Guardians of the Land: A Close Look at Japan’s Active Volcanoes

Japan is home to 111 active volcanoes, constituting about 10% of the world’s active volcanoes. These volcanoes pose a potential threat to many areas across Japan should they erupt. Scientists and students closely monitor these volcanoes to detect any signs of activity, allowing for risk mitigation, evacuations, and forecasts to be made to protect people and their properties. Here are some examples of active volcanoes in Japan:


Sakurajima, which translates to “Cherry Blossom Island,” is an active stratovolcano located in Kagoshima Prefecture on the island of Kyushu, Japan. It has three peaks. Sakurajima is known for its major eruption in 1914, which killed 58 people due to massive lava flows. This eruption continued for months and has since inspired movies. Currently, Sakurajima has been experiencing ongoing eruptions since April, sending smoke and ash into the air and posing a threat to the surrounding area.

Mount Aso

Situated in Aso Kuju National Park in Kumamoto Prefecture on the island of Kyushu, Mount Aso boasts a large caldera, enabling significant amounts of lava and ash to be expelled. Mount Aso has experienced four major eruptions, occurring between 300,000 and 90,000 years ago. The most recent eruption occurred on October 20th, 2021, affecting the surrounding area.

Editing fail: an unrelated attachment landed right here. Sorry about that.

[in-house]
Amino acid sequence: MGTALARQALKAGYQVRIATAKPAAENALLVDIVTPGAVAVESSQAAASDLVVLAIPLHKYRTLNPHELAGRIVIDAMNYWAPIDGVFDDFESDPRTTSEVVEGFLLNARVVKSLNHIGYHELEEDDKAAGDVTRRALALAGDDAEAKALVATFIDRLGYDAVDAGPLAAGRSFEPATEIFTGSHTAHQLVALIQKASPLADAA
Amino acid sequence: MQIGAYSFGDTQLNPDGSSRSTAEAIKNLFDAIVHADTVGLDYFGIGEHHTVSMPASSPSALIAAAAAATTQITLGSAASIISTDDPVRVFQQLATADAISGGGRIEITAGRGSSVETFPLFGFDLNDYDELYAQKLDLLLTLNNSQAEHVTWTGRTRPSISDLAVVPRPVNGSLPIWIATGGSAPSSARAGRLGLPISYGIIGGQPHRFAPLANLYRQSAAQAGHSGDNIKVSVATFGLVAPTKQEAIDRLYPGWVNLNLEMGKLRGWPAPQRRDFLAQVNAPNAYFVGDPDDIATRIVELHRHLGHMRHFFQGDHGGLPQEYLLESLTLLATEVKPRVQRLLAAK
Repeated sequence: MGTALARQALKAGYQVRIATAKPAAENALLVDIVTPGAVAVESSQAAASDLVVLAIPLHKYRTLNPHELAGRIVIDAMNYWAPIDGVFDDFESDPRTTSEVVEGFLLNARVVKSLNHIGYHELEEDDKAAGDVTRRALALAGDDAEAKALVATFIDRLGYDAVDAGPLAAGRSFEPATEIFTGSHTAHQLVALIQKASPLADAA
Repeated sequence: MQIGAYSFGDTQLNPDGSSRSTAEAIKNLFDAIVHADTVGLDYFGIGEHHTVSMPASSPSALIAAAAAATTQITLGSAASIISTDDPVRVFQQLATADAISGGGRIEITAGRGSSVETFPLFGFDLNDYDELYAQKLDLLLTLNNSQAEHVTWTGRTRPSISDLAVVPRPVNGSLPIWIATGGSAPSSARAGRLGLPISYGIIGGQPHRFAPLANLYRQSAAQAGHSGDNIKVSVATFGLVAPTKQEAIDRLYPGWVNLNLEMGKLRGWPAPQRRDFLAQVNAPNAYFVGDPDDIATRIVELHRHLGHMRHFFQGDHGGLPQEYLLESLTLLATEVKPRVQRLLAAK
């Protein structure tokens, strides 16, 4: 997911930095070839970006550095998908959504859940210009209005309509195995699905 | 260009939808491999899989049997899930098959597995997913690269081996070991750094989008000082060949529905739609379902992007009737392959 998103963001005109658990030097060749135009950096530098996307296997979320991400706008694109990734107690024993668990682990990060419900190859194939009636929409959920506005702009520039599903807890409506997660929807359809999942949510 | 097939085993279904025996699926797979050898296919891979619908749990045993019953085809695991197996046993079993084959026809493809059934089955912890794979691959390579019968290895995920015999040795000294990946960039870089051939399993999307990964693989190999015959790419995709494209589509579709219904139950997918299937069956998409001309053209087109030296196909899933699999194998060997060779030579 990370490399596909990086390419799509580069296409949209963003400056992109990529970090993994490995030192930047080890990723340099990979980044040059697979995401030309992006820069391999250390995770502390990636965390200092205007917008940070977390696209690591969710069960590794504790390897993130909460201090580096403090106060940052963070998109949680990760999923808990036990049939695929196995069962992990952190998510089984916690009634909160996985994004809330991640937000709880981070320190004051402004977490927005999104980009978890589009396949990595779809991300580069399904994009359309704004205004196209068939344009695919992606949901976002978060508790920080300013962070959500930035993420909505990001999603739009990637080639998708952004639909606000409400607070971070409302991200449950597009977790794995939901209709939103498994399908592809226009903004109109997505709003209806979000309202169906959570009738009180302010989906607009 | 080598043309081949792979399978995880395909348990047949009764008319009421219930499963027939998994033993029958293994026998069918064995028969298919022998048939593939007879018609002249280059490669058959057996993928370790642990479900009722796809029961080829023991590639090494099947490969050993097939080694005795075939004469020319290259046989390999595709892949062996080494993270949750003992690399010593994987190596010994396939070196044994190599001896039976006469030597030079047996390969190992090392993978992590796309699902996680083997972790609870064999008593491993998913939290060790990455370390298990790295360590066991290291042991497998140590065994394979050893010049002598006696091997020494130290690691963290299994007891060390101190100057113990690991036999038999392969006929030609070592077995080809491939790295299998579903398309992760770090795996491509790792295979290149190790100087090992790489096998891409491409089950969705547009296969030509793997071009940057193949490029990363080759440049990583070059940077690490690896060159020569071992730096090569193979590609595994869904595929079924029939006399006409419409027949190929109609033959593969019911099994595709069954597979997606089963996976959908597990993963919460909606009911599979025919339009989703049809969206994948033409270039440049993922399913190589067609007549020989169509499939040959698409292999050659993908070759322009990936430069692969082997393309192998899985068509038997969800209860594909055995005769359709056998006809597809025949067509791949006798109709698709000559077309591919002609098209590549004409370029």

Mount Esan

Mount Esan is located on the Kameda Peninsula, part of the Oshima Peninsula in the rural area of Hakodate, Hokkaido, Japan. Its earliest recorded eruption occurred in 1846, resulting in numerous fatalities and significant damage. The most recent significant activity was in 1844, though this eruption was less damaging. Mount Esan has not erupted for a long time, and it is hoped that it remains dormant.

By Kayley Hill

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